George Zimmerman is certain that he was the “victim” in the deadly confrontation that made him a symbol for racial tensions in America. He also seems convinced that the U.S. government, including President Obama, has it out for him.
It’s probably the combination of those two factors that made it impossible for Zimmerman to answer CNN’s Chris Cuomo’s first question in an interview that aired Monday: “Do you regret that you killed Trayvon Martin?”
“Um, unfortunately the Department of Justice is conducting a civil rights investigation, so those are the types of questions that because of the investigation, I have to tread lightly and I can’t answer them,” he told Cuomo, who confirmed that the Justice Department is in fact looking into any civil rights violations but said it’s unlikely to file any charges against Zimmerman.
Zimmerman did say he wished he would have stayed home the night of Feb. 26, 2012, when an altercation with Martin in a Sanford, Fla. gated community led to the unarmed black teenager’s death. But Zimmerman can’t say if such a decision would have saved Martin.
Cuomo: If you could go back and do it again, you had said, “I would have stayed home that night.”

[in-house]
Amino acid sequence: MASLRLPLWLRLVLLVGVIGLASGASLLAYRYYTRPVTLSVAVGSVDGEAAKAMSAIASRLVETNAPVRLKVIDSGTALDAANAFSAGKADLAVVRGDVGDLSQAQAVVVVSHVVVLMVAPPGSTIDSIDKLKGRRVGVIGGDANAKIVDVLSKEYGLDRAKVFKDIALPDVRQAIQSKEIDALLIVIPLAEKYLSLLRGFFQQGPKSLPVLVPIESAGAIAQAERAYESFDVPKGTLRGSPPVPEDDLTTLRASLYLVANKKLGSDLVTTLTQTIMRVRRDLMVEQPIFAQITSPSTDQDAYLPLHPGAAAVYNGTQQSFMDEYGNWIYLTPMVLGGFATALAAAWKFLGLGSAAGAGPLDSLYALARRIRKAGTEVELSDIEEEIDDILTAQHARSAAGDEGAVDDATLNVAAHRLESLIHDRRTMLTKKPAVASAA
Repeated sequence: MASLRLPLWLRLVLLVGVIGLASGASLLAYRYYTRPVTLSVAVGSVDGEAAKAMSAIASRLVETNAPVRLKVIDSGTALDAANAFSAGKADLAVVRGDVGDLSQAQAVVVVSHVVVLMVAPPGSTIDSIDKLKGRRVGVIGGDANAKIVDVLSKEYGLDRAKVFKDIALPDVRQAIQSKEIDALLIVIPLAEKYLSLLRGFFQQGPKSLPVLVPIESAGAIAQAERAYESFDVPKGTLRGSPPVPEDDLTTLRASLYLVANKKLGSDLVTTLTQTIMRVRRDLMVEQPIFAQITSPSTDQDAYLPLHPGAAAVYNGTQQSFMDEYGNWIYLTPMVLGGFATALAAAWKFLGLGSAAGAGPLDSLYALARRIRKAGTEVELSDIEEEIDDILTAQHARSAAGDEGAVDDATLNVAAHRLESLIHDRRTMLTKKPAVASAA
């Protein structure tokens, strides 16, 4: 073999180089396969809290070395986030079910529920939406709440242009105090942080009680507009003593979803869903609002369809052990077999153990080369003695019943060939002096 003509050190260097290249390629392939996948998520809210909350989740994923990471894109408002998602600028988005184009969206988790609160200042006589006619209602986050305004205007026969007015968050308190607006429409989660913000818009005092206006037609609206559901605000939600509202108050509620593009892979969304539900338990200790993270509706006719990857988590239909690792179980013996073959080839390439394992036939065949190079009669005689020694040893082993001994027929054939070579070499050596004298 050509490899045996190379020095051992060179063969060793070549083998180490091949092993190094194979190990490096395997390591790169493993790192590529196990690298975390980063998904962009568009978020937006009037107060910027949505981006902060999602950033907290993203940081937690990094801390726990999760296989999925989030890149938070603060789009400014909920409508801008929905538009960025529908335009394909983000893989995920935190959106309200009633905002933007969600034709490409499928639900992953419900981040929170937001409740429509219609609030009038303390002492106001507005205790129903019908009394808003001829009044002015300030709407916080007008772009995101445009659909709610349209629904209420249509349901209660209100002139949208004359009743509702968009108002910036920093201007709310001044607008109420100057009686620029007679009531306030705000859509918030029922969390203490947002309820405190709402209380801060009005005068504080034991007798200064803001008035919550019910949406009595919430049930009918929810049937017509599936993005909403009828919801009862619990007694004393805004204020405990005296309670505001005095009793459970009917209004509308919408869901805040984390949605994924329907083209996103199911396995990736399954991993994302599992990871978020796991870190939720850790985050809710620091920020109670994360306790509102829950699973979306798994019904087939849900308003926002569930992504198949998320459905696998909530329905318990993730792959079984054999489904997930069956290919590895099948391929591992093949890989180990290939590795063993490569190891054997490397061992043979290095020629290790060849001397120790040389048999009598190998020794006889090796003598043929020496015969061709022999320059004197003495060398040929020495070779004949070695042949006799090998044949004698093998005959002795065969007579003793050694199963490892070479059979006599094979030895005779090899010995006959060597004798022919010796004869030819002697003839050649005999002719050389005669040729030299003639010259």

Zimmerman: I would stay home.
Cuomo: So that both of you would still be alive today.
Zimmerman: That’s a presumption I can’t make, I don’t know what would have happened. I could have gotten in a car accident when I left, you know?
Cuomo: But you wouldn’t have wound up killing Trayvon Martin if you had your way?
Zimmerman: He probably wouldn’t have ended up attacking me either if I would have stayed home.
Zimmerman elaborated on that final point later in the interview, when Cuomo referred to Martin as the “victim.”
“No, I certainly was a victim when I was having my head bashed into the concrete and my nose broken and beaten, I wouldn’t say I was not a victim,” Zimmerman retorted.
He went even further later in the interview, insisting that he faced a “miscarriage of justice” as a sort of fall guy for the likes of Obama and Attorney General Eric Holder. For that reason, Zimmerman said he’s motivated to become an attorney.
Cuomo: What was the miscarriage of justice?
Zimmerman: The fact that two law enforcement entities stated that I had acted within the laws of our nation, in self defense.
Cuomo: You don’t think it was about the law?
Zimmerman: I know it wasn’t, yes.
Cuomo: And what does that make you? How do you, how does that make you feel?
Zimmerman: Like a scapegoat.
Cuomo: A scapegoat for?
Zimmerman: The government, the President, the attorney general.
Cuomo: And they would be scapegoating you, why? Just to show that they’re taking a position on something that matters to a lot of people?
Zimmerman: I don’t like others speaking for me, so I try to give other people the benefit and not speak for them. I don’t know what they’re thinking or why they’re thinking it, all I know is that is that they’re doing it. I don’t know what agenda they have.